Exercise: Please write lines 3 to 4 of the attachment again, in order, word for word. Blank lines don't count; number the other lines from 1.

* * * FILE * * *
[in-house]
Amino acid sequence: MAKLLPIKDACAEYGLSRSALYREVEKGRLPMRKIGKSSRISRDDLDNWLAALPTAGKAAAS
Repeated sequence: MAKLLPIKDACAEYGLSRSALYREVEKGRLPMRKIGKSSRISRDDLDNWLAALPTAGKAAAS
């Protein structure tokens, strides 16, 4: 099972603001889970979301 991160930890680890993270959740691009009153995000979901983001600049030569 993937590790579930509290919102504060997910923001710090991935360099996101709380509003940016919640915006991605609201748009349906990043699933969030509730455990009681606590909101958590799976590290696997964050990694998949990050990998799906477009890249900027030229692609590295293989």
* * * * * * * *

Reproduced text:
Repeated sequence: MAKLLPIKDACAEYGLSRSALYREVEKGRLPMRKIGKSSRISRDDLDNWLAALPTAGKAAAS
């Protein structure tokens, strides 16, 4: 099972603001889970979301 991160930890680890993270959740691009009153995000979901983001600049030569 993937590790579930509290919102504060997910923001710090991935360099996101709380509003940016919640915006991605609201748009349906990043699933969030509730455990009681606590909101958590799976590290696997964050990694998949990050990998799906477009890249900027030229692609590295293989």